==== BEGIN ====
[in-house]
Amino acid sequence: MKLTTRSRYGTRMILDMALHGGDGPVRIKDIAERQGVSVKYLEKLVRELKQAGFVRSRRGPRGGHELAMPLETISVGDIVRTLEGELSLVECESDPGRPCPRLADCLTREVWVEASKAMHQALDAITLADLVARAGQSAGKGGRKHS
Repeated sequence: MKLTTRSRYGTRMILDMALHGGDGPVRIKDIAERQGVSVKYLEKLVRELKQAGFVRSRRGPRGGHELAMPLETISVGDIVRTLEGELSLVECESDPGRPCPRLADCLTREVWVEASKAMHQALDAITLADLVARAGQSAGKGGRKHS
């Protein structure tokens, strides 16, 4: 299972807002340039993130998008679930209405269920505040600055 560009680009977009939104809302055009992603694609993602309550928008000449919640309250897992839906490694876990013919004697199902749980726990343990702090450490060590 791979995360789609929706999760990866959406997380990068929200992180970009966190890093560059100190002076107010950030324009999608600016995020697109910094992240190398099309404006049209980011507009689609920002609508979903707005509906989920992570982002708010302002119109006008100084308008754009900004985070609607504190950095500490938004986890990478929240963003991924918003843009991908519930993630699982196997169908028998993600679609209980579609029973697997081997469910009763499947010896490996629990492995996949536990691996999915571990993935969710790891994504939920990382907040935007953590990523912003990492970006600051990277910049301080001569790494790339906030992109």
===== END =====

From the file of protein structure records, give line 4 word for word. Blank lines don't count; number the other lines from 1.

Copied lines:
């Protein structure tokens, strides 16, 4: 299972807002340039993130998008679930209405269920505040600055 560009680009977009939104809302055009992603694609993602309550928008000449919640309250897992839906490694876990013919004697199902749980726990343990702090450490060590 791979995360789609929706999760990866959406997380990068929200992180970009966190890093560059100190002076107010950030324009999608600016995020697109910094992240190398099309404006049209980011507009689609920002609508979903707005509906989920992570982002708010302002119109006008100084308008754009900004985070609607504190950095500490938004986890990478929240963003991924918003843009991908519930993630699982196997169908028998993600679609209980579609029973697997081997469910009763499947010896490996629990492995996949536990691996999915571990993935969710790891994504939920990382907040935007953590990523912003990492970006600051990277910049301080001569790494790339906030992109």